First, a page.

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The Basque language, an object of study in Europe

Throughout the nineteenth century, the use of Basque declined greatly, especially in rural areas of Navarre and especially in Alava. The factors behind this decline, which was also seen in cities such as Pamplona and Bilbao, included the centralism of Madrid and Paris, the indifference of the incipient urban and industrial bourgeoisie to the Basque language and the outcome of the Carlist Wars (1833- 1876) with the abolition of the liberties in 1876. In the Northern Basque Country, although the number of Basque-speakers remained constant, the social prestige of the Basque language also declined significantly. Paradoxically at the height of European Romanticism, Basque became an object of interest among Europe's cultural intelligentsia, who saw it as a linguistic treasure worthy of research.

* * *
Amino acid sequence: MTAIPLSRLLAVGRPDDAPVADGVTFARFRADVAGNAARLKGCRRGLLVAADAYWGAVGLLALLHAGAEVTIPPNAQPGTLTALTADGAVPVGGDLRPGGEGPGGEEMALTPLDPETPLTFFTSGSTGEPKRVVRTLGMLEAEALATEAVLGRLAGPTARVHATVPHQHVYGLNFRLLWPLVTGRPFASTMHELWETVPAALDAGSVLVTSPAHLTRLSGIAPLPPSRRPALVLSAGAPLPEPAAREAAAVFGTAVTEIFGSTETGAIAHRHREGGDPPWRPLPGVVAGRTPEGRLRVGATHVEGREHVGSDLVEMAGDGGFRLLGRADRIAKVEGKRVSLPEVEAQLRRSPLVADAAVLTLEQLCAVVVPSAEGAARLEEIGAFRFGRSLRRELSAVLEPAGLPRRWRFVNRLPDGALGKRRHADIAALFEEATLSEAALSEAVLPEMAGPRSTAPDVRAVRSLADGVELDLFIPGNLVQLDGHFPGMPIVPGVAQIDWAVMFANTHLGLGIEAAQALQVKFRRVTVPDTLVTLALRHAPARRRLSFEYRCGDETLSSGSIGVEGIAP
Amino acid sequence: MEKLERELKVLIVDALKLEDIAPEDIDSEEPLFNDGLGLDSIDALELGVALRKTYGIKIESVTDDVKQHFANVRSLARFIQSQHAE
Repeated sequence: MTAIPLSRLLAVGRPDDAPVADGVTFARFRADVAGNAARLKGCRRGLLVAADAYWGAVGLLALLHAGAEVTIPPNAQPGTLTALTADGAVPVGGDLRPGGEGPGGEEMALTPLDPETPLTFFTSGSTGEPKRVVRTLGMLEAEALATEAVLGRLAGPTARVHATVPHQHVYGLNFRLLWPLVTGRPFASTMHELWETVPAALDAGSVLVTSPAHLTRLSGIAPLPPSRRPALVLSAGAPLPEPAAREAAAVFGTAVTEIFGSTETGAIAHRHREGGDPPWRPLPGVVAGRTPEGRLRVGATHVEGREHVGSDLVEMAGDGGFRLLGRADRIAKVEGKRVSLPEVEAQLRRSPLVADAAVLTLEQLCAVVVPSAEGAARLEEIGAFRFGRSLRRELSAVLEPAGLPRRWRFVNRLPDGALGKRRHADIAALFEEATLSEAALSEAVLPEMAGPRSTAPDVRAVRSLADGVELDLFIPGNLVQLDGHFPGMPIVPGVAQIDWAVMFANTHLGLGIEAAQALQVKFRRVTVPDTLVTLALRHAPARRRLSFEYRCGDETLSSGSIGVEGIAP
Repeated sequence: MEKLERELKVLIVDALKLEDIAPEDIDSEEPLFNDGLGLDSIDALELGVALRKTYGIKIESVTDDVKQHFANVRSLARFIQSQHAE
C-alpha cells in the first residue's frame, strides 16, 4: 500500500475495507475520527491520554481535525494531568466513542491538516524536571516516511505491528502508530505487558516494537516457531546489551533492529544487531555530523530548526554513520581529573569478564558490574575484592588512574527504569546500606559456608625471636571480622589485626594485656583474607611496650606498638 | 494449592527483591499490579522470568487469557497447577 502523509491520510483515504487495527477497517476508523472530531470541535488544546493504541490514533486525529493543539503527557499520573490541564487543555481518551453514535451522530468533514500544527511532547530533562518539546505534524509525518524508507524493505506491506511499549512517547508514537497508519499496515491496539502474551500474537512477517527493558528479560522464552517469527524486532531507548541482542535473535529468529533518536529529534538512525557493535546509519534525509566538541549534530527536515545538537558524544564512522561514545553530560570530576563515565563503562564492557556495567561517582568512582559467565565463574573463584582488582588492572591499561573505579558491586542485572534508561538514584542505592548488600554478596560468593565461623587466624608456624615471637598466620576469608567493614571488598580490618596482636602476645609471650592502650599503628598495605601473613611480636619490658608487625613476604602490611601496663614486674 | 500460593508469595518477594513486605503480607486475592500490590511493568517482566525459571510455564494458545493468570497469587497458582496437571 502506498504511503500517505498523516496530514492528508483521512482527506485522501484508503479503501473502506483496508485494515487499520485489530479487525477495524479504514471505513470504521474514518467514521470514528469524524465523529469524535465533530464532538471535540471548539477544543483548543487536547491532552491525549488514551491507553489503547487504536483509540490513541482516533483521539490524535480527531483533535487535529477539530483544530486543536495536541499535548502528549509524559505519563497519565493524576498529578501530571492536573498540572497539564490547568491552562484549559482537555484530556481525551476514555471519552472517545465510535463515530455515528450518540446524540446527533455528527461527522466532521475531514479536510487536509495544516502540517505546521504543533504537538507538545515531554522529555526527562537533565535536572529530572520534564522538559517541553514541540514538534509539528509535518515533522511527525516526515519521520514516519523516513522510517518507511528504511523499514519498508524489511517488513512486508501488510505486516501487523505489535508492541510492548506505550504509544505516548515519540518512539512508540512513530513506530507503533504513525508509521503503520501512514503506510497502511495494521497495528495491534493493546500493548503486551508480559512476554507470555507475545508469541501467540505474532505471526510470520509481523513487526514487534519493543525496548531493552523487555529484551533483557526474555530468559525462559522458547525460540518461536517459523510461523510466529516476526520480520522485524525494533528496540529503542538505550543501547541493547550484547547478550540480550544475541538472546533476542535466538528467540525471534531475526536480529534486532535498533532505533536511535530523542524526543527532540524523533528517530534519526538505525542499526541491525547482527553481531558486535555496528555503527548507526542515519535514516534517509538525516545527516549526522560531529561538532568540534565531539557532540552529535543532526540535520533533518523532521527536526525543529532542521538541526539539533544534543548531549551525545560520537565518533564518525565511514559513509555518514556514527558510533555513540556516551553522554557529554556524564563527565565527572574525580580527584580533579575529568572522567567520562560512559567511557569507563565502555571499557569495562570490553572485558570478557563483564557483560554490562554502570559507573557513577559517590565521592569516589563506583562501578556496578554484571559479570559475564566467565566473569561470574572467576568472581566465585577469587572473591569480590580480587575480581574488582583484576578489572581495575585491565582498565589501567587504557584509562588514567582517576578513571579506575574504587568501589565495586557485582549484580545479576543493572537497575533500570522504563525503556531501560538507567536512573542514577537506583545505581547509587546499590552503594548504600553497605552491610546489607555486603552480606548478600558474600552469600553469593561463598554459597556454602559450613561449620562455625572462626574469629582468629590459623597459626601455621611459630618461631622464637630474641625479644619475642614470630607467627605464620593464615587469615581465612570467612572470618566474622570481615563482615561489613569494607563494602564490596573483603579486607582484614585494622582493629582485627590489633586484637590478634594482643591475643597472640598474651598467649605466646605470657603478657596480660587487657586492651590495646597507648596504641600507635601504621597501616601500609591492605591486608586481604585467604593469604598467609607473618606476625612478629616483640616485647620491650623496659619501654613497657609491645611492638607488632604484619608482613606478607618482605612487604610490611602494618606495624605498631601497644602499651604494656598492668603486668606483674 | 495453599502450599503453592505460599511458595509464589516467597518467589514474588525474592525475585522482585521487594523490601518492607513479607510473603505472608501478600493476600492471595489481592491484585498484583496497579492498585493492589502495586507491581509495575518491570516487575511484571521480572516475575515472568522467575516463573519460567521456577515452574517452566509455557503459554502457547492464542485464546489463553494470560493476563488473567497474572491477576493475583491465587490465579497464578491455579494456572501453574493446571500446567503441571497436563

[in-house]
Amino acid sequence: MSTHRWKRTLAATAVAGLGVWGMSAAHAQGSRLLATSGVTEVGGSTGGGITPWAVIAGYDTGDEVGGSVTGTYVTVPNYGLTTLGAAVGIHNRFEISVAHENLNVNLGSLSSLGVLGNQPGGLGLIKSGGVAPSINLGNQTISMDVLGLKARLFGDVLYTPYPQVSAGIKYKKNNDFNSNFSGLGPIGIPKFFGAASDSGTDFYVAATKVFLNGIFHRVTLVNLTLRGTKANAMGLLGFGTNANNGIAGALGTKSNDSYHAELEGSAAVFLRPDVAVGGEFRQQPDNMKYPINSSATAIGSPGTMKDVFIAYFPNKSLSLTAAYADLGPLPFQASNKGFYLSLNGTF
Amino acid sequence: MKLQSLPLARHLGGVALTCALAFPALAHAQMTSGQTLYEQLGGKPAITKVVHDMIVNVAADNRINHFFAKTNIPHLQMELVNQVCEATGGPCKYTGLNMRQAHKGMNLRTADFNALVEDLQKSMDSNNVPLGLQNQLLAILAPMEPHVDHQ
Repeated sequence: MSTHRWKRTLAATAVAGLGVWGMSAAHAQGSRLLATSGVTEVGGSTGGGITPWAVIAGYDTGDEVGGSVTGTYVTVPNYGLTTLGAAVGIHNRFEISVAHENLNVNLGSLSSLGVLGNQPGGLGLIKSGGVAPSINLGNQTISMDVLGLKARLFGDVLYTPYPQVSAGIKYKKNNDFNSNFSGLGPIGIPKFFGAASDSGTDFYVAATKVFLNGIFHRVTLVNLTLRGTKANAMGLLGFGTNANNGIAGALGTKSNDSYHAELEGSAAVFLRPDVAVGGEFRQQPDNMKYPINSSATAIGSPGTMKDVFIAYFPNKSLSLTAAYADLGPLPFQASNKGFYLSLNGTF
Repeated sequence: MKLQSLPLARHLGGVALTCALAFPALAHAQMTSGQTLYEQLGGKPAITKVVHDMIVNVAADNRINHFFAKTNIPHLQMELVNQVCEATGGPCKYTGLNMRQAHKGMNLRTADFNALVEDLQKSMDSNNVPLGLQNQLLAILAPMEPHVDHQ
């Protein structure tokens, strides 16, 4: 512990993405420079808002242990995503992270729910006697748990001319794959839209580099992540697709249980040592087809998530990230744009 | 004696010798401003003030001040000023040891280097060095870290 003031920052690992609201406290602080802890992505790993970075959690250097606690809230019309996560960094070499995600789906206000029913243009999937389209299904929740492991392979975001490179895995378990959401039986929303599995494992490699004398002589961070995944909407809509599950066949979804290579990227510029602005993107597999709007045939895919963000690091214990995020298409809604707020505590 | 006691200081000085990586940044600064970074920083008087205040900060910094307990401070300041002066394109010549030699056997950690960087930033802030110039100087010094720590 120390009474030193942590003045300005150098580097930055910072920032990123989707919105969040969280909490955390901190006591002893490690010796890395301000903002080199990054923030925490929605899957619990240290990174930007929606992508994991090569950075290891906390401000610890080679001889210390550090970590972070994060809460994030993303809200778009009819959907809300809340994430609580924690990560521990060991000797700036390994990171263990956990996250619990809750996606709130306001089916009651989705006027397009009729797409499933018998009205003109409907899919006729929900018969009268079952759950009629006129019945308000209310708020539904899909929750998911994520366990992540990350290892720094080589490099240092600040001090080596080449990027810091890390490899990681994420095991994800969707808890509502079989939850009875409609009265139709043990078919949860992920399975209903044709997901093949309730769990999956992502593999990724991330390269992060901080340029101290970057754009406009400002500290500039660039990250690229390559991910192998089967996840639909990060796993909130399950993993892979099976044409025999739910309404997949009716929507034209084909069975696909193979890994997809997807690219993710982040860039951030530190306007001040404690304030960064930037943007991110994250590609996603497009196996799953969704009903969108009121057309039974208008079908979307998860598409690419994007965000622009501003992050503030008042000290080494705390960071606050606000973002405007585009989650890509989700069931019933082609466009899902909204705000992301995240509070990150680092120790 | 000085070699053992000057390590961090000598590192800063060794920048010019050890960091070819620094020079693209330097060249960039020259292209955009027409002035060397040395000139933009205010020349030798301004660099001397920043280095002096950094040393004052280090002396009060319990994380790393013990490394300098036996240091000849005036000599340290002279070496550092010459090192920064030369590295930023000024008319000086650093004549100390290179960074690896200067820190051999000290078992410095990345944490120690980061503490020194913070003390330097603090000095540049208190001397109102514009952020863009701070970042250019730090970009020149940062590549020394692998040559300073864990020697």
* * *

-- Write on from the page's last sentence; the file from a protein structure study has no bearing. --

146. This was the period of greatest literary fragmentation of the language; with no established rules, each author used his or her own dialect. Martín Duhalde in his Meditacioneac (1809) was one of the first to propose adopting orthographic rules to the characteristics of Basque. 147. The German linguist Wilhelm von Humboldt, (Potsdam, 1767- 1835) was the first to give a precise account of the Basque language among Europe cultural circles, thus initiating the scientific study of the language. During the same period, Prince Louis Lucien Bonaparte also devoted time to researching the Basque language, especially its dialects. 148. The French writer Victor Hugo, (Besançon, 1802-1885) was a regular visitor to the Basque Country and always showed great sensitivity to the condition of its language and culture: A secret and profound tie (…) bonds together, in spite of treaties (…), in spite even of the Pyrenees. (…) all the members of the mysterious Basque family. One is born Basque, one speaks Basque, one lives Basque and one dies Basque. The Basque tongue is a fatherland; I had almost said a religion. 149. Joseph Agustín Xaho (Atharratze, 1811-1858). Journalist, historian and philologist, he studied in Paris, where he published his first works in French and Basque. A republican and atheist, he returned to his homeland where he became involved in politics and joined the Carlists. His creation of the myth of the patriarch Aitor became famous, and his writings cover a great variety of themes from grammatical studies to history, philosophy and the novel. In 1848 he set up the first newspaper in Basque Uscal-Herrico Gaseta. 150. The two protagonists of Bizet's famous opera Carmen (1895), based on the novel by Prosper Mérimée, were both Basques: Carmen, the gypsy cigarette girl was from Etxalar and José Lizarragabengoa was from Elizondo, Baztan 151. Antoine Thompson d'Abbadie, a scientist, explorer, astronomer and philologist (b. Dublin, 1810-1897), was a tireless traveller and a promoter of Basque culture. From his estate in Hendaye, he launched the celebrated annual Basque fêtes in Urruña in 1853, combining literary and musical events, improvised verse (bertso) challenges, Basque sports, a market, a banquet and choral singing. The Basque Fêtes were held very successfully in various locations until 1899, and d'Abbadie manage to get many of the Basques intellectuals of the time involved. 152. From 1996, the Provincial Government of Gipuzkoa has awarded the Abbadia Prize each year, to honour individuals and institutions who have played a leading role in promoting the Basque language socially. 153. Juan Inazio Iztueta, (Zaldibia, 1767-1845) wrote one of the first books of folklore in Europe, Gipuzcoaco dantza gogoangarriak eta Gipuzkoaco condaira (1824), containing traditional songs and dances. A writer, poet, student of folklore and bertsolari, he was characteristic of the spirit of many lovers of the Basque language of the time who were disturbed by its decline and persecution. 154. Pierre Loti and his Basque universe. Loti's life and literary work reflected a romantic spirit, enamoured of an idyllic image of Basque culture. 155. 155. In the nineteenth century, Basque emigration to the Americas, especially from Iparralde, the Northern Basque Country, grew to major proportions. Some were driven by economic motives, others were fleeing conscription into the Napoleonic campaigns. It has been calculated that between 1832 and 1907 around one hundred thousand people left Iparralde. The first Basque Centres were opened as a result of large scale emigration to the Americas: Laurak Bat in Montevideo (1876), in Buenos Aires (1877) and Havana (1878), and Euskaldunak Orok Bat in Río de Janeiro (1881). 156. During this period it became common to print bertso-paperak, or sheets containing the most popular verses from the improvised verse competitions. These were in great demand at fairs, fiestas and markets and helped ensure the survival of many of the compositions; twentieth century bertsolaris such as Xenpelar and Bilintx have revived them with unparalleled success. 157. The English and French armies both used Basque to promulgate their edicts in the Basque-speaking territories they occupied; the Duke of Wellington in Baigorri and Bidarrai (1814) and the French General Reille in Iruñea. In 1811, the latter offered sei milla duro, hagradezimentutako edo preziotako [six thousand duros in thanks or payment] for the capture of the guerrilla fighter Espoz y Mine. 158. One of the poetic figures of the late Romantic period to visit the Basque Country was Pierre Topet Etxahun (Barkoxe, Soule, 1786- 1862), author of several great lyrical songs narrating his chequered life, including a spell in prison, betrayal and pilgrimage: Mundian malerusik, Bi berset dolorusik, Etxahunen bizitziaren khantoria and Ahaide delezius huntan. 159. In 1811, Dominique Joseph Garat (1749-1833), Napoleon's advisor, submitted a proposal to the Emperor for the creation of a National Basque State that would unify the 7 provinces under the figure of Napoleon, with Basque as the sole language. The project for this "New Phoenicia", as he called it, went no further. 160. After several bans, the novel Peru Abarca, by Juan Antonio Moguel, was published in 1880. It was the first work of literature to be printed in the western dialect of Basque.